When a marriage comes to an end, and there are kids involved, one of the most crucial issues the couple with work on is the children’s living arrangement going forward. Most often, the court encourages an arrangement where parents work out a custody plan that suits everyone while taking the children’s best interests into account.
However, child custody is not always cast in stone. An existing custody arrangement can be modified for a variety of reasons. Here are two questions that can help you determine whether it is time to modify an existing custody order.
Is the custodial parent relocating?
A custodial parent’s relocation to a different city, state or country can impact the existing visitation arrangement. Of course, relocation, in and of itself, cannot be the sole basis for modifying a custody order. Usually, the court will take the following into account when reviewing and modifying a custody order on the basis of the primary custodial parent’s relocation:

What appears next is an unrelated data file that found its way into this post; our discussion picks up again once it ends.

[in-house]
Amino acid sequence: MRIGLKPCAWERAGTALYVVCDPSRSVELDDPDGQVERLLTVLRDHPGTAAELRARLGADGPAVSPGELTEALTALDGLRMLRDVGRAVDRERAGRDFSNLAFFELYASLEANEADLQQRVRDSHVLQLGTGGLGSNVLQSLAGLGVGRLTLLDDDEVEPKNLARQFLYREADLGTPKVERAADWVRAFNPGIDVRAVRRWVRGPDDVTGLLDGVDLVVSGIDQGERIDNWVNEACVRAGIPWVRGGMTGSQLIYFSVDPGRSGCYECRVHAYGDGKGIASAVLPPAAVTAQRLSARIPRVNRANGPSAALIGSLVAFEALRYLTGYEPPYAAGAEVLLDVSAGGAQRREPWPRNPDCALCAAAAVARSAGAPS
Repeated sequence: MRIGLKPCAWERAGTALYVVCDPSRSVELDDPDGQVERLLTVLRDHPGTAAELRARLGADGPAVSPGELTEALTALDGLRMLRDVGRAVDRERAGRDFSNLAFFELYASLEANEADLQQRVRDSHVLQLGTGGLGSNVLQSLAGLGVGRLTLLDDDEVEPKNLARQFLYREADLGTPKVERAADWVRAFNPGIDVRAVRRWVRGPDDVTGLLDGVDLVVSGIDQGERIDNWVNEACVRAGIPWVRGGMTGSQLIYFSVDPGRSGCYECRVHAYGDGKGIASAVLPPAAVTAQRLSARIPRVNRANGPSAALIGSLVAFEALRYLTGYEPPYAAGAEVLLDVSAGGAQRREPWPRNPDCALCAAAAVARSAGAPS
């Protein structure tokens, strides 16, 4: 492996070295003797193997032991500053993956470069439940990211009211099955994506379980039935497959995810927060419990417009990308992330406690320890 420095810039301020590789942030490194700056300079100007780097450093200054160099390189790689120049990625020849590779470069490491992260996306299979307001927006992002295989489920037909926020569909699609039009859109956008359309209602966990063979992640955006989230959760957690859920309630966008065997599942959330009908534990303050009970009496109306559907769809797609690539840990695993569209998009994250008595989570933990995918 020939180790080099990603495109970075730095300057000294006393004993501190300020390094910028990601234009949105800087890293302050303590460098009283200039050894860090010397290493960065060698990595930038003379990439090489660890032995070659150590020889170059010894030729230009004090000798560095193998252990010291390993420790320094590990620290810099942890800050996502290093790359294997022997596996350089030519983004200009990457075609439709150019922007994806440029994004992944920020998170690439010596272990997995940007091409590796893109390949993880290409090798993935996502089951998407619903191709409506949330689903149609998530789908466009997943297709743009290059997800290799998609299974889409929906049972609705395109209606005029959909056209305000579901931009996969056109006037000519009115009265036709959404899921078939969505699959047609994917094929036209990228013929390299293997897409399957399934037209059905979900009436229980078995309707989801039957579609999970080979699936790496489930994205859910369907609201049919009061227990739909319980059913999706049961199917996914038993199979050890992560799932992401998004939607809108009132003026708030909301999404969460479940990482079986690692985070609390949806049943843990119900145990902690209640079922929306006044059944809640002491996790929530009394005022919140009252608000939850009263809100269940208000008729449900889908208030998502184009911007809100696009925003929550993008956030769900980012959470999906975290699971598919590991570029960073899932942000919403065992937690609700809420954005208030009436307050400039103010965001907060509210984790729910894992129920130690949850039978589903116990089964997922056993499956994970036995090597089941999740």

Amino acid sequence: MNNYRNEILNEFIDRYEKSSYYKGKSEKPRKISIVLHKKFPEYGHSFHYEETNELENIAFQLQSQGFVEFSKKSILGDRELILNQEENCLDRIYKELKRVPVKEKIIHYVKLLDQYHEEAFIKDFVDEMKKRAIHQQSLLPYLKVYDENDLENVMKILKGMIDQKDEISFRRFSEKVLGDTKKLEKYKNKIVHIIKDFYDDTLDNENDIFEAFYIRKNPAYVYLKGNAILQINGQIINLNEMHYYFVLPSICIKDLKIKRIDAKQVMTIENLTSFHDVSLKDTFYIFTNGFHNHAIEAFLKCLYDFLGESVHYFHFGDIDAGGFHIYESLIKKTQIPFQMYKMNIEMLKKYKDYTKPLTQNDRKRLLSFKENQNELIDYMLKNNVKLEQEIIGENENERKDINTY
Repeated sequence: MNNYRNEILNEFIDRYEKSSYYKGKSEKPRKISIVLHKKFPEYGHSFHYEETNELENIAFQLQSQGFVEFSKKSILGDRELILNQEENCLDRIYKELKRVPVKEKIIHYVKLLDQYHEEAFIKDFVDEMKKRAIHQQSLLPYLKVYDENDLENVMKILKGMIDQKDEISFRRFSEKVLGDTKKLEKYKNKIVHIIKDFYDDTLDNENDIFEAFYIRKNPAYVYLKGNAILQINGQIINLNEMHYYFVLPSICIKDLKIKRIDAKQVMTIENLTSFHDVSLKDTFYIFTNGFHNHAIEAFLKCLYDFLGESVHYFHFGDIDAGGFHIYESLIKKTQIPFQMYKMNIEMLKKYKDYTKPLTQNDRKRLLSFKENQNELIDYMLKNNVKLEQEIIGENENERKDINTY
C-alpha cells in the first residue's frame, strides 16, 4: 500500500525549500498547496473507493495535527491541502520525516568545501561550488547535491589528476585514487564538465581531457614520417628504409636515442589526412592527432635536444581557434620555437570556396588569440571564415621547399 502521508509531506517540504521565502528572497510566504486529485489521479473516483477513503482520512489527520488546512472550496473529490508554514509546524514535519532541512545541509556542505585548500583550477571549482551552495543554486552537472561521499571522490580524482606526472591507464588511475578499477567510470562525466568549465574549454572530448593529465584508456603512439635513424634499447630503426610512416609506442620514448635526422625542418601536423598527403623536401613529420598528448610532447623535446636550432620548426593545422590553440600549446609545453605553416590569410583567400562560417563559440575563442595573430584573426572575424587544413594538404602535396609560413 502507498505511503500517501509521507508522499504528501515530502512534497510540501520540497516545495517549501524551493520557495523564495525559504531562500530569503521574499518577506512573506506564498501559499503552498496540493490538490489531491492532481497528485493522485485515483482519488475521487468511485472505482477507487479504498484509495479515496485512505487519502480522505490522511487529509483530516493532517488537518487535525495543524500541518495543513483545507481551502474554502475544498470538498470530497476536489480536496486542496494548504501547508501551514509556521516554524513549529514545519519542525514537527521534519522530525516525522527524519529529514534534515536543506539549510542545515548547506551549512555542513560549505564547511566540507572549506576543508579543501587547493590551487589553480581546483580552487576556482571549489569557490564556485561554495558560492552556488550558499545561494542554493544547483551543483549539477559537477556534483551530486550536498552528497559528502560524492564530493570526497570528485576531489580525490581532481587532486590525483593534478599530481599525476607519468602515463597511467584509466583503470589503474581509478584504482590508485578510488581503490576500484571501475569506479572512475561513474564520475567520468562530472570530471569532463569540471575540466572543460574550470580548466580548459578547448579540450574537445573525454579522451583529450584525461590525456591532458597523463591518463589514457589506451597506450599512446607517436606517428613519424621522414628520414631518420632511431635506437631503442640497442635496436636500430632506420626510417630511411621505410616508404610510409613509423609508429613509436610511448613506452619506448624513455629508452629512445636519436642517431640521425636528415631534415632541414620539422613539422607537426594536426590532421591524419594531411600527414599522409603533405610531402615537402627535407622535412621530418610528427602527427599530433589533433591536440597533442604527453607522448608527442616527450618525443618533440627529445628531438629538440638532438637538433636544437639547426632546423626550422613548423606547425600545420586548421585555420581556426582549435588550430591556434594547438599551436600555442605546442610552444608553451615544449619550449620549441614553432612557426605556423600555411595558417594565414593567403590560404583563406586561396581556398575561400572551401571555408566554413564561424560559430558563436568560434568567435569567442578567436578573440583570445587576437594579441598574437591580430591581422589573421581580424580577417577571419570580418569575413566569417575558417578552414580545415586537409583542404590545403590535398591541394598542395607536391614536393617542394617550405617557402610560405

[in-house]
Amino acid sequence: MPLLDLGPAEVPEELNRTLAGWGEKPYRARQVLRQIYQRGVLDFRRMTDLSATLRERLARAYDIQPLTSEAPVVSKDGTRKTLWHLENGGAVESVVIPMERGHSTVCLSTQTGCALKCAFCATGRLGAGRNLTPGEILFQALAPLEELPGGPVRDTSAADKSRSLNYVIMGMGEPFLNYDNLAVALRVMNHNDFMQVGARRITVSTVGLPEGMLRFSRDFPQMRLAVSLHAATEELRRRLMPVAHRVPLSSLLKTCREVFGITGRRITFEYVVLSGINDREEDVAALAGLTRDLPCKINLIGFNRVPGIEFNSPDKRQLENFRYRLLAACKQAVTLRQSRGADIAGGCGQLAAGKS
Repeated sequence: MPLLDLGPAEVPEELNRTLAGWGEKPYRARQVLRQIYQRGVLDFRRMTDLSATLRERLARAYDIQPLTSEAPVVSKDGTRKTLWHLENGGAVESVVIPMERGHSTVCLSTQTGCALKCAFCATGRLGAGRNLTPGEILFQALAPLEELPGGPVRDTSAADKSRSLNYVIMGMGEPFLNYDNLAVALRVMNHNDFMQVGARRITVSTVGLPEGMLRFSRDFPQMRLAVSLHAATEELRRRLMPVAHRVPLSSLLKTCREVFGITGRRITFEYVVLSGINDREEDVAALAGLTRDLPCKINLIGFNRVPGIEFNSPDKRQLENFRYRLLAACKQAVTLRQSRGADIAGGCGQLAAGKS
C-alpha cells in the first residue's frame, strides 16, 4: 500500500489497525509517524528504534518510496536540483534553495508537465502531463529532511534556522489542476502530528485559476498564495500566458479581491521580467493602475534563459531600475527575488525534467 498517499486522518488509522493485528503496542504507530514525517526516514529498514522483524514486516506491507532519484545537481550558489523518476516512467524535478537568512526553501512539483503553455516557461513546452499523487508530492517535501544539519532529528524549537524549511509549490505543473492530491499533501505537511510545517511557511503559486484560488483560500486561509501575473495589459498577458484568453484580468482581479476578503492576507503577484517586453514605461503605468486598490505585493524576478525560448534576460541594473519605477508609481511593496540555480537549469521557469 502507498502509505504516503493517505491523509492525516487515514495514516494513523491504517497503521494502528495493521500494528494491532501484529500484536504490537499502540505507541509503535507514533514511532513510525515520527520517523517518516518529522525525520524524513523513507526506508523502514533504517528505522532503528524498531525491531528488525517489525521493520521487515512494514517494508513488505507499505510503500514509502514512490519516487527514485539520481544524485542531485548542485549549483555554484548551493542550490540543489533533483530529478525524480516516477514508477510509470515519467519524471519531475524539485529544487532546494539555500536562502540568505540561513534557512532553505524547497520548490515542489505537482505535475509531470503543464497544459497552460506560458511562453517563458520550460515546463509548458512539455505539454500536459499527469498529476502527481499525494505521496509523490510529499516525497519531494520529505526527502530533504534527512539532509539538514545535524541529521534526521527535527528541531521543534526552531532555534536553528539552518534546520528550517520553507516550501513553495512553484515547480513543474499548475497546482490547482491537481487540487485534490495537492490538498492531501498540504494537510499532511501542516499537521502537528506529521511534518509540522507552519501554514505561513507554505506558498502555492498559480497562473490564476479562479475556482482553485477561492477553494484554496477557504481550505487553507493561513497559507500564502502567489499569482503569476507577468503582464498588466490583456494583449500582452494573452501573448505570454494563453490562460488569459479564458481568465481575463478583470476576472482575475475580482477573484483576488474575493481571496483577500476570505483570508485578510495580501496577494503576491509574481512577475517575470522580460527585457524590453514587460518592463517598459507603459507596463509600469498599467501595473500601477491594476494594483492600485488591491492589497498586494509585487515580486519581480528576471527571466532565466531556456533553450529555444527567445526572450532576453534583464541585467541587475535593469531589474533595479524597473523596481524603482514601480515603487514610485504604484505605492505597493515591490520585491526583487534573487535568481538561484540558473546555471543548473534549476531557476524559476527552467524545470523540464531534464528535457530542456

- The relocation will subject the noncustodial parent to a greater burden making it difficult for them to follow through with the existing visitation arrangement
- The relocation is likely to impact the child’s wellbeing in some way
Is one parent refusing to follow through with the custody order?
When you filed for a divorce, you ended up with some form of a custody order, either through a mutual agreement or via a court order. This order is binding, and both parents are expected to obey it. If one party is not living up to their obligation to the order, then the affected party may seek a modification. For instance, if your ex is withholding visitation, making crucial life decisions for the child without involving you, failing to return the child in time or alienating you from your child, then you may have grounds for modifying the existing custody order.
Child custody can be a contentious subject during and after the divorce. Knowing your legal options can help you protect your child’s best interests when modifying a custody order.